Tegna spent three weeks prior to the holidays getting the word out about its fact-checking news initiative, Verify, via an out-of-home, social, digital and on-air campaign that ran in 18 markets across the country, including Atlanta, Cleveland, Dallas, Denver, Detroit, Houston, New York City, San Diego, San Francisco and Washington, D.C.

Verify started as a station-based initiative in 2015 and the premise behind it is simple: Viewers submit questions about things they would like to have fact-checked. If the Verify team selects the viewer’s question, they fact-check it and provide a yes – via a green checkmark – or a no, via a white x in a red box.

For example, the Verify team recently fact-checked two statements allegedly made by members of the U.S. Supreme Court during its recent hearing of oral arguments in a case challenging the administration’s proposed vaccine mandate for federal workers and for those employed at large companies. (The high court on Thursday blocked that mandate.) The team found that Supreme Court Justice Neil Gorsuch said that “hundreds, thousands of people die of the flu each year,” which is true, not “hundreds of thousands of people die of the flu each year,” which is not even though that false statement was retweeted many times after the hearing. They also found that Supreme Court Justice Sonia Sotomayor’s statement that 100,000 kids were hospitalized with COVID-19 was not true.

During last spring’s NewFronts, Tegna told advertisers that it was taking Verify national and investing in a national team of reporters and fact-checkers. Once that was completed, Tegna decided to get the word out about the initiative.

“What we learned is that consumers don’t understand Verify very well yet,” said Meredith Conte, vice president, marketing, Tegna. (Conte also serves as treasurer of Promax’s board of directors.)

The campaign featured Verify’s already-established neon-green hero color accompanied by black and white.

“Verify’s existing palette is already very eye-catching. We used green with Verify because green means go – this information is verified and fact-checked so you can get on with your day. Information that could be misinformation is red, signifying danger,” Conte said.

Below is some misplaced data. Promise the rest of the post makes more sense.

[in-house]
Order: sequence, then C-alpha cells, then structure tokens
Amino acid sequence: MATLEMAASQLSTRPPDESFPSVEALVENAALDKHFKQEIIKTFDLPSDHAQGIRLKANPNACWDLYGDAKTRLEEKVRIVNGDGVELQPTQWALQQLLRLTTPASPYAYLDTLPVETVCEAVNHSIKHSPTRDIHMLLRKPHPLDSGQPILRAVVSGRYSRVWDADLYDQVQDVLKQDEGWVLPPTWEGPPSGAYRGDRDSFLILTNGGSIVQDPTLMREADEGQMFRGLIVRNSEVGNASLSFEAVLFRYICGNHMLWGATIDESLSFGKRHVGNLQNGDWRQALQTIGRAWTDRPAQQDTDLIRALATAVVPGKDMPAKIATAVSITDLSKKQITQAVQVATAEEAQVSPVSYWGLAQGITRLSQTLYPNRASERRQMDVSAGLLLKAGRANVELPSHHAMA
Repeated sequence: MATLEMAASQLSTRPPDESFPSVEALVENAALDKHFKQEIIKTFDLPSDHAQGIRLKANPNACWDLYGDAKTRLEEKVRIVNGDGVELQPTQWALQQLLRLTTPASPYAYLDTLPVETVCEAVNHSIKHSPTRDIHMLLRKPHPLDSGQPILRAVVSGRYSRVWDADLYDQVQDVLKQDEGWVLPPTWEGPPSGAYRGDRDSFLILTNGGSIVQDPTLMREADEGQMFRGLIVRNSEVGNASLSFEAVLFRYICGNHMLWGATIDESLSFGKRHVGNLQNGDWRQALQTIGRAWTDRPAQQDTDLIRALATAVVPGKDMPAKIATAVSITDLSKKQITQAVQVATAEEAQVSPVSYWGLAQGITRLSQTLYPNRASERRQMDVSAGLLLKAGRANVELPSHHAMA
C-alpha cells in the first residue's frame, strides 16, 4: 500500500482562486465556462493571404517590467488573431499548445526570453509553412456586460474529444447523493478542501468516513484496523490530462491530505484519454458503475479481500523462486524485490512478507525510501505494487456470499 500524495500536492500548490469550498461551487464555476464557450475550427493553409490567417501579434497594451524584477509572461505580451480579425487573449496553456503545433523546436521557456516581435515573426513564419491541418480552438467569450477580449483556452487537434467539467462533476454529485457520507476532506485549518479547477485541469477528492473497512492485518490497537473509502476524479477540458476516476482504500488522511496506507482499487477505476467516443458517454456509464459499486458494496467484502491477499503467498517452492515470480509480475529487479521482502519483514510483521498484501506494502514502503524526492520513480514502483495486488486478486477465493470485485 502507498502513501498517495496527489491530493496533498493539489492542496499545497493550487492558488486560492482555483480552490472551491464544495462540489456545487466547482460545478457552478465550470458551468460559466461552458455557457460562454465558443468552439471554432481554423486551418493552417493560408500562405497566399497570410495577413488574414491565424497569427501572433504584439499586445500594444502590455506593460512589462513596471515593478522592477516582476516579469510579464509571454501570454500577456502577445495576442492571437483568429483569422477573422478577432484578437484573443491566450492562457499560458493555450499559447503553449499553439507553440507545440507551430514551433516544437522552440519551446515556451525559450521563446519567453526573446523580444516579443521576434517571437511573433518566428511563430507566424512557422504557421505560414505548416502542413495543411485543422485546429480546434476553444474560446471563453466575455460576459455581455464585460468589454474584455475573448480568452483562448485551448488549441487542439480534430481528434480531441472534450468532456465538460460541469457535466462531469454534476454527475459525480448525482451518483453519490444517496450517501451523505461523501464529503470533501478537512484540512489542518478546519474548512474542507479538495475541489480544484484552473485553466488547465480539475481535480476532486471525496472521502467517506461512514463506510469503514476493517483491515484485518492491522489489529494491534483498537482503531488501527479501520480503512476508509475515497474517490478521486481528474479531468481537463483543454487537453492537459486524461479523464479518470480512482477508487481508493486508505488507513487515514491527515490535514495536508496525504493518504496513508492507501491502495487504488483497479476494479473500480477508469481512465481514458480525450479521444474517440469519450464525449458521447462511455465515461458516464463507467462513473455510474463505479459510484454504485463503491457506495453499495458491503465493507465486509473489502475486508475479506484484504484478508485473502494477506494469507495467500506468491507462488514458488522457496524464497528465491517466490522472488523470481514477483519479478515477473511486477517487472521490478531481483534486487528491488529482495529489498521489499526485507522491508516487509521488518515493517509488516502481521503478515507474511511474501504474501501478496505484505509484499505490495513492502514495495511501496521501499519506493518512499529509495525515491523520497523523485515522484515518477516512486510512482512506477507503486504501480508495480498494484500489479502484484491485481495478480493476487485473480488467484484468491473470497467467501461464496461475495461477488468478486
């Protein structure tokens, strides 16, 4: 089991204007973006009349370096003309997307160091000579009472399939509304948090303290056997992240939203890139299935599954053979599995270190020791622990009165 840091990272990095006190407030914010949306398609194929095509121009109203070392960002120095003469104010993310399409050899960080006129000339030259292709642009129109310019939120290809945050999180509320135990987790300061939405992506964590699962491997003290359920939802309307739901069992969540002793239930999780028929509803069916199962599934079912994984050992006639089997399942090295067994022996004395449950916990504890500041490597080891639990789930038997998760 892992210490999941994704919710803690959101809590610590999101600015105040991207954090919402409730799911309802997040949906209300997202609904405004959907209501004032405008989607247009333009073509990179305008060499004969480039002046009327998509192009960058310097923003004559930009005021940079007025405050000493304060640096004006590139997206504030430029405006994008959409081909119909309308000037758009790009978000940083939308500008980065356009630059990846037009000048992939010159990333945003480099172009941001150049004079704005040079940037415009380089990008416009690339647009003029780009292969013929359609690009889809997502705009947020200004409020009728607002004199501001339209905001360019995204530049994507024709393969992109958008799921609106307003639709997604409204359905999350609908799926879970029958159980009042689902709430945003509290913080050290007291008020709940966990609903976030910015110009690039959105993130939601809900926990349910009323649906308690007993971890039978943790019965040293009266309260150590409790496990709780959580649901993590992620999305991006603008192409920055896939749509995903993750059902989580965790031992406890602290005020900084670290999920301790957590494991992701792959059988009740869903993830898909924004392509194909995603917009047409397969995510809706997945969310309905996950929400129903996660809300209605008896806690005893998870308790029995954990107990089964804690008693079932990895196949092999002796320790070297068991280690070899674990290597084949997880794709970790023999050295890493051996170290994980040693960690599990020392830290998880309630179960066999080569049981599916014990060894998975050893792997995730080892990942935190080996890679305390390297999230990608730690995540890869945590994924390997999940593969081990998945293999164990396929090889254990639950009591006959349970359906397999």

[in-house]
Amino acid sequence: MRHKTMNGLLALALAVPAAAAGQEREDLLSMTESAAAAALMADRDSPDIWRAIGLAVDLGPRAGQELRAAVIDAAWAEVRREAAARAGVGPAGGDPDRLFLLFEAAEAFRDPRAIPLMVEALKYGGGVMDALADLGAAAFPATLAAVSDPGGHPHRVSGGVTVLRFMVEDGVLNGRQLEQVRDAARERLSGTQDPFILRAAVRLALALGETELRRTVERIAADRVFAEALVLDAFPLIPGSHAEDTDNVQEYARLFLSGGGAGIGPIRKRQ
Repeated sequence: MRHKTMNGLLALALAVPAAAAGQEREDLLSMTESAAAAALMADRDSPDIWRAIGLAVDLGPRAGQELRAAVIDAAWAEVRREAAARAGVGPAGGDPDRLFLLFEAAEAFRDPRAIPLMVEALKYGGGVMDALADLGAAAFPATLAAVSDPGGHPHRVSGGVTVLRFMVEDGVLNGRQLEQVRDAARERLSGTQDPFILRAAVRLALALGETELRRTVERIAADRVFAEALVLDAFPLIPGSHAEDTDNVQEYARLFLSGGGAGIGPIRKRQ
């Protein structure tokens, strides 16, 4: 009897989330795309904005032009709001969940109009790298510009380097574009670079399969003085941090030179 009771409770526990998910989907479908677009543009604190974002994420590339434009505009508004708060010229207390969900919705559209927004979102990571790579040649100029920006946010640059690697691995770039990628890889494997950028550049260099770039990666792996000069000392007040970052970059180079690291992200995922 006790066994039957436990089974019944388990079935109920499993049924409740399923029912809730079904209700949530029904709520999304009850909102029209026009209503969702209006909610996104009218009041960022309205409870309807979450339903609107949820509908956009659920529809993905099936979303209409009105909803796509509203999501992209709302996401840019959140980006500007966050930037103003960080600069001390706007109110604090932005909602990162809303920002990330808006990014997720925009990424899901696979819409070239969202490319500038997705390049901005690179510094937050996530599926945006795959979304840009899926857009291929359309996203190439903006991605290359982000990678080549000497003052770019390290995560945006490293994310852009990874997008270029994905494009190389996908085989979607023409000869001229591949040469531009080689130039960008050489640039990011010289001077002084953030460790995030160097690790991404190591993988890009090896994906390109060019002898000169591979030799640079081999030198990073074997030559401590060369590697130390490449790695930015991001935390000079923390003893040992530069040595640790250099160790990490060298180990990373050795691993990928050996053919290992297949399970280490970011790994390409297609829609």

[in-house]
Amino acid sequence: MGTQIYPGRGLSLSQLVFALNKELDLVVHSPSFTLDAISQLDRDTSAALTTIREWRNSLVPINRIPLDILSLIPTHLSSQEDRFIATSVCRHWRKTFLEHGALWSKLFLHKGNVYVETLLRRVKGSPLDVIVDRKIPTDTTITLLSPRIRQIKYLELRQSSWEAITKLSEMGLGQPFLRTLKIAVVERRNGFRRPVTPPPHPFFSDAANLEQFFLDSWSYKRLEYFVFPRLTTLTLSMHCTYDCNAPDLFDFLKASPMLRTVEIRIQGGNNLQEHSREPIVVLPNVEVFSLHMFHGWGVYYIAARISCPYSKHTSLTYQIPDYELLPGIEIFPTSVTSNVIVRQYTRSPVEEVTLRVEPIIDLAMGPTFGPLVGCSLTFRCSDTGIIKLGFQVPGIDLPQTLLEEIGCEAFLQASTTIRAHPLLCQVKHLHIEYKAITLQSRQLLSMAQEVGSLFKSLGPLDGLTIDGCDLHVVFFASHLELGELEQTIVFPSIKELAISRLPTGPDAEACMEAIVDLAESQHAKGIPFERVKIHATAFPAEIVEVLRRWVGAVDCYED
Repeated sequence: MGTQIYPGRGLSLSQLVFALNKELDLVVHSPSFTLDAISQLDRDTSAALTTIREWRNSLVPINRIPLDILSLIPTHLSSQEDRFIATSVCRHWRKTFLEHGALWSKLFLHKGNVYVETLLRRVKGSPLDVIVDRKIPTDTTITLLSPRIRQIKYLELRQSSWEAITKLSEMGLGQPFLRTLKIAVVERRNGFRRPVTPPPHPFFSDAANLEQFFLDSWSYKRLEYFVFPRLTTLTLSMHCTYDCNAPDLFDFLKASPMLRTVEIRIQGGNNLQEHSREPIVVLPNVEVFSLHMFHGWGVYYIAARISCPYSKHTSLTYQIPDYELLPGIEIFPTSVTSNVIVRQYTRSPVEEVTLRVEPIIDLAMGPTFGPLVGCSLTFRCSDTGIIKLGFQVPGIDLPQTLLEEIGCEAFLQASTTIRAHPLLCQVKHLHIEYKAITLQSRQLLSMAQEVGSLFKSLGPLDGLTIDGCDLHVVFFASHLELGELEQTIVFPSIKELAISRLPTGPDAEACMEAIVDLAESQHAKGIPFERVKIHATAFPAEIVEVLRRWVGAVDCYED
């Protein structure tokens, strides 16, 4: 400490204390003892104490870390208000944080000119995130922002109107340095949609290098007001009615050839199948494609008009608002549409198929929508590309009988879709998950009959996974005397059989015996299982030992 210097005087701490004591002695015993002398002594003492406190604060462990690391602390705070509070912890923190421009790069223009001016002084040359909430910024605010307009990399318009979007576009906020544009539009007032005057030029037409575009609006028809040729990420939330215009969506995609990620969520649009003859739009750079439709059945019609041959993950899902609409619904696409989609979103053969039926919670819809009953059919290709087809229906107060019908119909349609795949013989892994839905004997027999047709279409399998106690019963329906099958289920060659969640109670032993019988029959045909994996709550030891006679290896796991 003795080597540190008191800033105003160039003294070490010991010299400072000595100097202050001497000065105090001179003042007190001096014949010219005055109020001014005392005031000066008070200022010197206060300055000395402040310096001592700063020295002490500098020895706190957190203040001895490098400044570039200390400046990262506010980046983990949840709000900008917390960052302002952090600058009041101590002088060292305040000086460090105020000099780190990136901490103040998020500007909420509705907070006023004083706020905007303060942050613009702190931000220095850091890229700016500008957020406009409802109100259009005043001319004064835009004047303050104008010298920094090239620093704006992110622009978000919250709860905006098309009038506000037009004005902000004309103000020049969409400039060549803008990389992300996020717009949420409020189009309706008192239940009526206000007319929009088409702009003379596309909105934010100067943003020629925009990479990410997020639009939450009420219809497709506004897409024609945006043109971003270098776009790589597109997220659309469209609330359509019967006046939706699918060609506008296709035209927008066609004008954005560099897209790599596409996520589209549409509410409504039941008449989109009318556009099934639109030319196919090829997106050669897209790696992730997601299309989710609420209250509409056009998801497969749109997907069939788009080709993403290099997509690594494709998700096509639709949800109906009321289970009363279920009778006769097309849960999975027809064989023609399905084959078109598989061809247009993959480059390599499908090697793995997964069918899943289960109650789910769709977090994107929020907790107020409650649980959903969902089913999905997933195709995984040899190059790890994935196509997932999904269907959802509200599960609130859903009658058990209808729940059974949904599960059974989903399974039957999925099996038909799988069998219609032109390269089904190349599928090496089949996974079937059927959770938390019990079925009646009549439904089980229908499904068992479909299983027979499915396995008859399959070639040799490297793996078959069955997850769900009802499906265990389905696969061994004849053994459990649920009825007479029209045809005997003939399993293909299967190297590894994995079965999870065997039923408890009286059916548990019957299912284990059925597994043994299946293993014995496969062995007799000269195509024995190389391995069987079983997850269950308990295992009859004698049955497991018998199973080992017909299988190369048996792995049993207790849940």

Some of the marketing assets also included a QR code that took viewers to the VerifyThis.com website.

“We knew we were living in a contactless world and we thought a QR code would be a very easy way to grab and go with Verify, but it had mixed results,” Conte said. “We found that if you use a QR code in out-of-home advertising, people are on the move so they don’t stop and engage with it. In a restaurant when they have to use a QR code to see a menu, they are held captive.”

Moving billboards ran in such high-traffic areas as airports, subways and subway stations and in busy intersections, such as on 7th Avenue in New York City’s Times Square.

“We really cherry-picked which airports would see a lot of traffic over the holidays,” said Conte. “Houston is a huge hub in one of our largest markets. It’s a place with a high volume of news consumers and people who are held captive while traveling.”

While Tegna expanded the campaign to be so big as to attract the attention of busy travelers at Houston International Airport, it also made the campaign intimate enough to run across such social media platforms as Twitter, TikTok, Snapchat, Facebook and YouTube. More than 200,000 followers engage with Verify across social media platforms, email and text message. Tegna encourages people to text their questions to Verify at 202-410-8808.

“We placed programmatic buys and also published spots on specific news websites that news consumers frequent. Digital was a big piece of this campaign. We placed plenty of advertising on YouTube, which is a very video-heavy environment, and saw nice numbers there,” Conte said.

Tegna-owned stations also ran :30 and :15 spots on their air and on their digital platforms, with stations delivering more than 1,100 brand spots and more than 2 million digital impressions in November.

As the campaign went on, the creative got a little looser and, in some cases, more honed in on the holidays.

Finally, in some markets Tegna bought space on the Roku home screen, driving viewers to their local news station. Tegna stations all over apps that can be accessed via viewers’ Roku smart TVs.

“Our stations have invested in Roku to drive streaming discovery of our local apps,” Conte said. “So we thought, ‘let’s see if we can’t drive install numbers of our streaming apps by using Verify as the vehicle to pull consumers through.”

For Tegna, Verify is one way for the company to live up to its mission to provide news and information to serve local communities.

“Verify is the right thing to do,” Conte said. “We have to restore confidence in news and trust in journalism. Trust is the bedrock of who we are as an industry.”

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